Giving death a new lease on life
THERE are ripples of change in the funerary business as the baby boomers, now entering retirement, begin adding their funeral wish lists to their last wills and testaments.
Innovative methods of (legally) dealing with a dead body in first world countries now range from composting, liquefaction and creating fish bait to turning cremated ashes into a vinyl record which plays the person's favourite songs.
While local funeral directors say most Coffs Coast and Clarence residents still settle for traditional methods of disposal of their earthly remains, do-it-yourself funerals, interment at home and green burials are changing the face of the region's death industry.
Earlier this year Miindala, a volunteer loss and grief support group covering Coffs Harbour and Bellingen, acquired a Coolplate for locals to use. This portable refrigeration unit is used to keep bodies at home before the funeral.
Introducing the device, widely used in the Netherlands, Miindala co-ordinator Anna Bloemhard said research showed active involvement in preparing and keeping the body of a loved family member at home was healing and nurturing for all involved. Miindala is part of the National Association for Loss and Grief (NALAG).
Cremation is disputed for causing pollution by emitting dioxins and heavy metals like mercury, as well as an average 160kg of carbon dioxide, mostly from the coffin.
The use of recycled cardboard and woven wicker coffins or even more simply, woven shrouds made of natural fibres, is intended to reduce the environmental impact of cremation.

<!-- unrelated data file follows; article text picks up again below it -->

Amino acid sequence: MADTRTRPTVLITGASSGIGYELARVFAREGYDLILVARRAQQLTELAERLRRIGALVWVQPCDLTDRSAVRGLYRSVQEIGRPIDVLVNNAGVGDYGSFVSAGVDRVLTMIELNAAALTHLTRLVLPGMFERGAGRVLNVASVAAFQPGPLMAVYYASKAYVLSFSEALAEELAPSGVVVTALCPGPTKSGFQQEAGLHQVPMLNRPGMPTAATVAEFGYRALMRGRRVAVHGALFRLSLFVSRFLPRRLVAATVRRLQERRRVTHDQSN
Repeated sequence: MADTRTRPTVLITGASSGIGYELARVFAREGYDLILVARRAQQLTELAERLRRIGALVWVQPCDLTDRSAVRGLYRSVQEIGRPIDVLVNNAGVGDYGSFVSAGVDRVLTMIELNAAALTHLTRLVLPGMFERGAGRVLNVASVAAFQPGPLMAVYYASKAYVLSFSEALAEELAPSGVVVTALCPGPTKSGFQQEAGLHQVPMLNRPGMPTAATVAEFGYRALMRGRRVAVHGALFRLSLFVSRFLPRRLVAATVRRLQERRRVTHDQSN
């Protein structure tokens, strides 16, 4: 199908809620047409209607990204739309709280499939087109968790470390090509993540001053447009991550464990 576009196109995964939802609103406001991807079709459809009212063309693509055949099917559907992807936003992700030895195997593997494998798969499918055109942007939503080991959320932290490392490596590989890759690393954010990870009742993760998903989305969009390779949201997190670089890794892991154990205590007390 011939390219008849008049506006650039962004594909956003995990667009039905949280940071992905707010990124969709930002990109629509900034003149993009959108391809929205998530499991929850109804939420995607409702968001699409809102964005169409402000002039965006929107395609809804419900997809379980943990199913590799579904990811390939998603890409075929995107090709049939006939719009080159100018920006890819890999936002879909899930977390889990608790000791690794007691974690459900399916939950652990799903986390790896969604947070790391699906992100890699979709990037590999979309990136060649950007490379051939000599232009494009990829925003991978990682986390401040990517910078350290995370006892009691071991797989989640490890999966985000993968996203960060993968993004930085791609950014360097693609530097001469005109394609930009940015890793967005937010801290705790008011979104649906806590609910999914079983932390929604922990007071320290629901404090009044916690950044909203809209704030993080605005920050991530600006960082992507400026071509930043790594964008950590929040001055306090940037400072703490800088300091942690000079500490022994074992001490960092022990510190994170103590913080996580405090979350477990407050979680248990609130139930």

But local crematorium operators say recycled cardboard coffins are causing further problems, with the amount of glue involved making them less than green. Funeral director Victor Rullis said he had found the cardboard actually required a longer burning time than a normal coffin.
It turns out that the simplest, oldest style of burial is not only the cheapest but the most sustainable method of dealing with human remains. Green burial has established a foothold in the region, with Lismore's Bushland Cemetery having opened for burials in 2008.
Part of Lismore's Memorial Park Cemetery, the Bushland Cemetery contains mature trees and includes prime koala habitat. Funerals in the bushland cemetery use cardboard or natural plantation wood coffins; the only grave markers are rocks and GPS co-ordinates and the area has been rehabilitated by TAFE students as a natural grassland environment and home for native wildlife as well as a final resting place for people.
Natural burial sites like this offer cheaper funerals for families because of reduced maintenance costs while preserving areas for plants and animals in perpetuity.
Bellingen Shire Council, which has inherited four cemeteries from local churches, allows environmental burial, accepting both shroud burial and the use of cardboard coffins. Like other rural councils, Bellingen also permits burials on larger rural properties, with planning permission.
A spokeswoman for the council said she had seen an increase in requests for home burials in the past three years, and these could often be approved within 7-10 days. Home burial is not a decision to be taken lightly, as it establishes a private cemetery, which must be identified, fenced, maintained and provide access to the site in perpetuity, which could affect property values in the future.